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Manteca needs a Del Webb-style solution to avoid creation of blight
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A large chunk of people’s gripes with the City of Manteca come down to property use and maintenance. At the same time the city is hard pressed to maintain parks, street lights, and abate blight.

There is a solution that can address both while saving the city money and reducing every day aggravations.

New subdivisions need to have a neighborhood government of sorts. Call it a hybrid between what Del Webb does and what the city promises but can’t or won’t deliver.

The promise is in the form of CC&Rs - covenants, conditions and restrictions on property use that the city puts in place every time they approve a new subdivision. They are designed to make sure one property owner doesn’t use his - or fail to maintain his - property in such a manner that it devalues that of others in the neighborhood. Often they are reflections of existing municipal property maintenance codes. In some cases they have stepped up restrictions aimed at promoting and protecting a particular standard.

The city, however, shirks any responsibility for enforcement of CC&Rs saying they are a civil matter even though they put them in place. As for enforcing property maintenance ordinances we know how will that doesn’t go.

Del Webb provides a perfect model to craft a solution. They engage hired personnel to enforce property use restrictions that buyers sign off on when they purchase a home in any of their communities. And while Del Webb standards might be a little too restrictive for some, they have the option of not buying. They make property use and property upkeep a legally binding - and aggressively as well as consistently enforced -part of the property purchase that goes along with any future transfer of the home. It is why you can drive through a Del Webb community in Roseville that was built 20 years ago and it is in virtually pristine condition. There are absolutely no signs of blight, half the front yard hasn’t been covered in concrete, and there aren’t cars parked on lawns or overnight on the street as people actually park their cars in garages.

In short, property value and lifestyle are being maintained while the city isn’t facing costly headaches of dealing with blighted property.

Yes, Del Webb type restrictions aren’t for everybody but that’s the point. They are for people who have legitimate expectations when they buy a home - or even rent it - that certain standards will be maintained. If someone doesn’t like the standards, the solution is simple. Don’t buy or rent there.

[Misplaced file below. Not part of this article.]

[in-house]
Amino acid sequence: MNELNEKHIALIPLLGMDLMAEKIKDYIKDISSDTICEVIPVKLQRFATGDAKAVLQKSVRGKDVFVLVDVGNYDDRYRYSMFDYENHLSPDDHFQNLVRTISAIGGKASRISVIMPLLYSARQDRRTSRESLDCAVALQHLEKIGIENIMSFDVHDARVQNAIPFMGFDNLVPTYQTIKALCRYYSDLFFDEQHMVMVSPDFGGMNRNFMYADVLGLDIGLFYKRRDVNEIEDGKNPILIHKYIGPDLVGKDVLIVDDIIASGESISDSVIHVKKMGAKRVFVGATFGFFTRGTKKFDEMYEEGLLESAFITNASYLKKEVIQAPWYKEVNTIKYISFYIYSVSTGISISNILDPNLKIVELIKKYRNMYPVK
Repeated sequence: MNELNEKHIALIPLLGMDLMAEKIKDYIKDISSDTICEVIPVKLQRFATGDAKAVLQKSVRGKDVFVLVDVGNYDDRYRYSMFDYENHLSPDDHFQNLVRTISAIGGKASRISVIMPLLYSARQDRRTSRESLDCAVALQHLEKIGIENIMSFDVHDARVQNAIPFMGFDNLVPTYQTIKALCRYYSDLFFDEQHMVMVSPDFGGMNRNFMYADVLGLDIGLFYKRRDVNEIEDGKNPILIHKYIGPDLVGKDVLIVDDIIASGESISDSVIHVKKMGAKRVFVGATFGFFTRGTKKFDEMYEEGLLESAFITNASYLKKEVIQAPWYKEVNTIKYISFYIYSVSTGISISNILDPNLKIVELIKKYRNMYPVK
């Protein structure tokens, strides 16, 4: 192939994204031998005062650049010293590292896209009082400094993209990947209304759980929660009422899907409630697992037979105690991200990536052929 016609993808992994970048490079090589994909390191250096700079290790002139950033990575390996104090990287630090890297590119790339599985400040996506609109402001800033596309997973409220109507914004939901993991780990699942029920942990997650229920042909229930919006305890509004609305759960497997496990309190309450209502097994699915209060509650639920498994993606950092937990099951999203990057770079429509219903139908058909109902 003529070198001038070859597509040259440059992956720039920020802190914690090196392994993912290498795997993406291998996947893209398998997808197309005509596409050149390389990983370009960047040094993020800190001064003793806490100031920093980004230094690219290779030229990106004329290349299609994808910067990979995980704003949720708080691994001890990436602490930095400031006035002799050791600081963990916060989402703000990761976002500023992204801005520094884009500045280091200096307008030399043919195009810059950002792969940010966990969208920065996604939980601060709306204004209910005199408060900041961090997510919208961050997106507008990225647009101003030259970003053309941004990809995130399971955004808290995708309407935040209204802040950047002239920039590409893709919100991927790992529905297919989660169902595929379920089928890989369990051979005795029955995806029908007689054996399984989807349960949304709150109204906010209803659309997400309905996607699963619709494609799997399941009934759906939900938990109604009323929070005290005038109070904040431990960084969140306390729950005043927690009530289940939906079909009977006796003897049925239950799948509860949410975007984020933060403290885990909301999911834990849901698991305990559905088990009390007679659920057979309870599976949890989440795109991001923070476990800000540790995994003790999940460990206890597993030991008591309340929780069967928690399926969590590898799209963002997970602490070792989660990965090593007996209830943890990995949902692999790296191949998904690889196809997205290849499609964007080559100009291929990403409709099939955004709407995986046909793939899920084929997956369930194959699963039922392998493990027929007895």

The same thing can be done with commercial property.

The city is moving toward requiring landscape maintenance districts to also cover the upkeep of parks as well. Why not go the extra step and include the cost of a person to enforce the CC&Rs?

It can be done probably for less than what one might think providing it is put in the hands of the private sector firm and not the city.

Del Webb’s monthly fee runs around $150. That ultimately includes the upkeep of three parks, common landscaping, and the recreation center in addition to property rules enforcement.

A typical neighborhood minus the recreation center upkeep could easily come in around $100 a month. It would be more than a typical LMD perhaps but it would be worth it in the long run if property values aren’t negatively impacted and the neighborhood gets what they were promised - well maintained parks and such.

And given Del Webb has already proven they can maintain common landscaping areas and have adequate reserves for unexpected needs for less than the city, the cost to property owners compared to a standard LMD would either be less or about the same for more benefits.

About the only thing the city would need is someone to oversee the neighborhood quasi governments to make sure the private sector property standards enforcer is doing their job as well as whoever is contracted to do park and landscaping maintenance and upkeep.

It’s a situation that would only work on neighborhoods not yet built. But it answers a big question facing city government: How to avoid blight as neighborhoods age without breaking the back of the taxpayers.


This column is the opinion of managing editor, Dennis Wyatt, and does not necessarily represent the opinion of The Bulletin or Morris Newspaper Corp. of CA.  He can be contacted at or 209-249-3519.